- Enson Chang and Vicky Tseng as a couple. I seriously thought she looked older than Enson. It wasn’t because of my previous bias toward her either. It just looked that way. Yes, the production team did try to make her look younger when they just met and the change with later years. Yet blame it on Enson for looking so young. I got the gist of their characters and their story, but it didn’t work for me with their pairing. One of the scenes that I really liked between them was in the hospital where she was telling him about her friend who was also involved in a car accident and hadn’t awakened yet, then she cried (which was reasonable because it was indeed tragic). YET what made the difference was how she didn’t lean on his shoulder and cried like some typical soapy drama. She ran from the room and tried to calm herself down, which she failed but it was a move I feel closer to life or I could relate to. Though it wasn’t a shame to cry, she didn’t try to use that situation or win him over with the tears or anything. It showed that all her tears were for her friend and that she felt embarrassed to actually break down like that during the story recount. It made sense that he chased after her to make sure she was all right, BUT he didn’t take advantage of the situation to hug her or comfort her in those mushy gestures either but just handed her a tissue silently. (I don’t know, after watching too many cliche formulas–which could be considered cute and at times I fall for them too, but I felt refreshed again and actually closer to the character as I watched this particular scene.) What was more, Xiao Qi’s story had made Ah Bang realized how lucky he was to have awakened and been able to continue on to fulfill his dream. In short, it had made him cherish this second chance even more. And did I say what I loved, even more, was how Ya Rong had successfully pulled herself together, wiping the last of her tears away and even turned around to tell Ah Bang that Xiao Qi might wake up tomorrow? Not only that but she had also reminded Ah Bang of what his father once said through her words with helping others and not wasting time, etc. I guess what I was trying to say was I liked how slow their relationship was developing, being friends and a part of the charity organization before it turned into much more. (YES, I’m so over those intense soaps and still could never buy into those “love at first sight” situations.) If anyone felt that the proposal wasn’t enough, I thought it was suitable. I meant with all that was happening between them these past years and all, it wasn’t too surprising that things didn’t go toward the more mushy road. I swear it was not an excuse to be less romantic either because they’d reached an understanding where being with one another was enough, not caring for those supposedly “proper” procedures set forth or aiming for too much technicalities like that. Instead, I felt the talk with Ya Rong’s mother held a traditional sense to the whole marriage proposal, not just opting for some modern mushy gist often driven by the current pop culture. It managed to tie it back to the whole valuing the family and respecting the elders within other families as well. The fact that he had offered to go see her mother and asked for her opinions/agreement made it more genuine instead of only going after some nagging from her or something like that often seen in other dramas. (YES, the current generation is very much leaning toward the modern genre and often neglect those little ‘traditional’ bits but I was glad to see them pointing out some little pieces of the traditions still being present at various areas and in some families such as these ones.)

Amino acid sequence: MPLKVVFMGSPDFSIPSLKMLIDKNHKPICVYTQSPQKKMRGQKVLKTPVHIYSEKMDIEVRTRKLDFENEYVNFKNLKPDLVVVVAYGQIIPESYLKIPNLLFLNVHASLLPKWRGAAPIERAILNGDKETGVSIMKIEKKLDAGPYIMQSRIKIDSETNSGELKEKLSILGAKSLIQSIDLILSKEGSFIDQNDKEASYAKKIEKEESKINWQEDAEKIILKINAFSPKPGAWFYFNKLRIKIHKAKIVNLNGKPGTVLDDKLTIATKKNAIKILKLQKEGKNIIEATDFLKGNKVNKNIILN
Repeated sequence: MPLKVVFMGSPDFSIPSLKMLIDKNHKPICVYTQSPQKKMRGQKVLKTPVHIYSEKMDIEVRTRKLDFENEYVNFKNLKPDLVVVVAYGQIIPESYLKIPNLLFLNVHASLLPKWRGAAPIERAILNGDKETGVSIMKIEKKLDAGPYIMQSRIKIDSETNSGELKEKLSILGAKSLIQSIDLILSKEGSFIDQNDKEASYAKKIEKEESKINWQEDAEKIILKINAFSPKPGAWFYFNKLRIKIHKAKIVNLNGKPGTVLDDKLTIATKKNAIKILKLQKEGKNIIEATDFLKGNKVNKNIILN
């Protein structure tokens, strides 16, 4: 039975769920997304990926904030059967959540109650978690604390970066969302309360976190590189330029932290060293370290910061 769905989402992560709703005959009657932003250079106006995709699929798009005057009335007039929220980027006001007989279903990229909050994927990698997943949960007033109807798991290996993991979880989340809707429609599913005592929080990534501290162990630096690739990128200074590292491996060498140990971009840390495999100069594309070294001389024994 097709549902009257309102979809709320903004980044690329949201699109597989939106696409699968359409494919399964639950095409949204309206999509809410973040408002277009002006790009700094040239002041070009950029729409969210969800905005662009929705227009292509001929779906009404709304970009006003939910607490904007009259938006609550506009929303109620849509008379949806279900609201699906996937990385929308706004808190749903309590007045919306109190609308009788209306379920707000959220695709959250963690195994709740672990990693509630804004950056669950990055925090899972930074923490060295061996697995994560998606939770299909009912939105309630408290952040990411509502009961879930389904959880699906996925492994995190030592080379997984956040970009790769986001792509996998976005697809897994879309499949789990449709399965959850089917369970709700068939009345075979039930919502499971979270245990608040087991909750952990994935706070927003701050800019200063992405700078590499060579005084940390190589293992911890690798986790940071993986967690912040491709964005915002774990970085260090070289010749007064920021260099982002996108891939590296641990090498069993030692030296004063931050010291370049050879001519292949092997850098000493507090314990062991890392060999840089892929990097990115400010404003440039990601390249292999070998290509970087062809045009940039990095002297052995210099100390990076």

- Angus Xie and Enson Chang/Bing Cheng Yu as father and son. At first, I was seriously turned off by the whole “whacking” discipline technique with the flashback at the beginning. (Though as stated before that I do understand those types of discipline going on during those times.) Yet the father and son relationship soon grew on me. Seeing how hardworking the father was to provide for the family, helping others, etc made me feel like he wasn’t all talk OR just wanted to have some doctor son to brag about. Because he actually was a doctor himself, helping others yet wasn’t properly licensed like how the others would recognize him as hence wanting to fulfill that wish and in a way, carry on the tradition. It wasn’t too much to ask for. Then there was the whole scene with him taking Ah Bang to the movies and buying the kid popcorn, etc. It somehow showed their fatherly bond, not just the strict discipline only. Then the confrontation after one of the failed examination (more like the kid left all blanks, not caring to fill it in) and how the kid was asking his father why he always got hit, regardless of right or wrong, etc. The turn around was actually sending a better message because of how Yi Bang’s father had promised not to hit him anymore when they had the talk by the river. He went on to explain how he didn’t want his son to turn out to be some selfish kid who would just look for ways to benefit himself, not caring for others. It sounded reasonable as to his strict ways, but what I admired the most was when the kid talked back to him, questioning with why the father wasn’t satisfied with anything he’d done, he stopped himself when he was about to strike at the kid. That proved he really wanted to change his method of discipline than just empty talks. He turned around and tried to talk sense into the kid by telling the kid what his own father had taught him (aka the kid’s grandpa). He didn’t just want Ah Bang to become a good student, but also a good person. Because like he said, life wasn’t just about exams or being number one in class, but about respecting others and giving them face, such as respecting his teacher, for example. (Though what the father said was true about all teachers have their own method, but the end result would always be for the student’s own good, i.e. honing their skills. YET I couldn’t help laughing inside a bit because it’s so not true with some cases nowadays where some people just become teachers because their dreams got lost along the way so they’re forced to teach. Now, don’t get me wrong, I know lots of great teachers out there, but some are just settling hence not really focusing on teaching for real but just doing some routine.) One more situation that made it all more realistic was how Ah Bang didn’t just cave into what his father was saying to him immediately but the next day at school. I almost thought he would eventually call his father and apologize after the father told him it was windy outside so he should go back and eat. Though he wanted to, he was both too stubborn and still mad about the other situation to call out or want to reconcile. The next day at school when he saw his father actually bowing to the teacher and apologizing, he realized how much his father cared for him to even put down the whole “reputation” or “saving face” thing to ask for a second chance to take the exam. The proud look that Ah Bang’s father gave him when Ah Bang asked the old man (mind my choice of words, lol) to take a look at the granny’s teeth could be considered a priceless moment. Because that was when Ah Bang showed signs of caring for others around him, not just being bitter over his grades or trying to be best in class only. Witnessing his father doing the examination for the granny and the after events made Ah Bang understood more of his father’s occupation and how he helped others, and also understanding that helping others could bring such happiness. The part where Ah Bang (after listening to his uncle’s story) actually thanked his father was really moving. As Ah Bang grew older, it was seen that not only he had understood a lot about the world outside but also his father had improved majorly on the communication front, showing support in a more positive way and thus cultivating Ah Bang’s potential. Their conflicts when Ah Bang was older reminded me of the old days when Ah Bang was still a kid. I meant the one about them arguing over why he only came home when he needed money, not because he wanted to see them. In a way, it seemed like a step back to his younger version with learning how to be a considerate person already. Yet it wasn’t too unreasonable–like I mentioned above in the ‘character’ section. It was the changes in life. Everything was unpredictable. Moving forward to the part after the accidents and how the father had promised to never scold/act fierce with Ah Bang regarding matters anymore, I had a feeling it was too hard. Of course, it made sense and in such emotional events, promises and bargains with Heaven were often blurted out. Yet it was quite admirable to see how the man had kept his words. Though he was upset at times, he tried hard to hold it back. And when the father discovered his son’s grade sheet, I thought the kid would be dead for real this time. NOT like dead dead, but I thought that all bets were off and there would be a major scolding marathon YET after he talked to the organization’s leaders and indeed came to realize how much Ah Bang changed and also to hand his trust over to them in order to help Ah Bang with his grades. It showed that the man wasn’t unreasonable and would listen if others made sense. This scene somewhat reminded me about the exam incident when Ah Bang was little though the reactions were different because of the time and how circumstances were that had led to a different outcome. The part where the father was hospitalized and Ah Bang sitting there holding his hand were indeed like years ago, except for the role reversal. It made Ah Bang realized how worried his father was at that time. AND nothing compared to the scene where Ah Bang showed his father the doctor certification/license since the old man looked so proud that it was indescribable yet captured his feelings so vividly. OMG, one of the priceless moments when Ah Bang was knocking on his parents’ door and asking if they’d slept already AND his father yelled out that they were already asleep so he shouldn’t be so loud, etc. That got me going for a while. And you think this doesn’t have comedy? (You’re still able to respond when you’re asleep? LOL! His wife was asking him the same thing, lol.)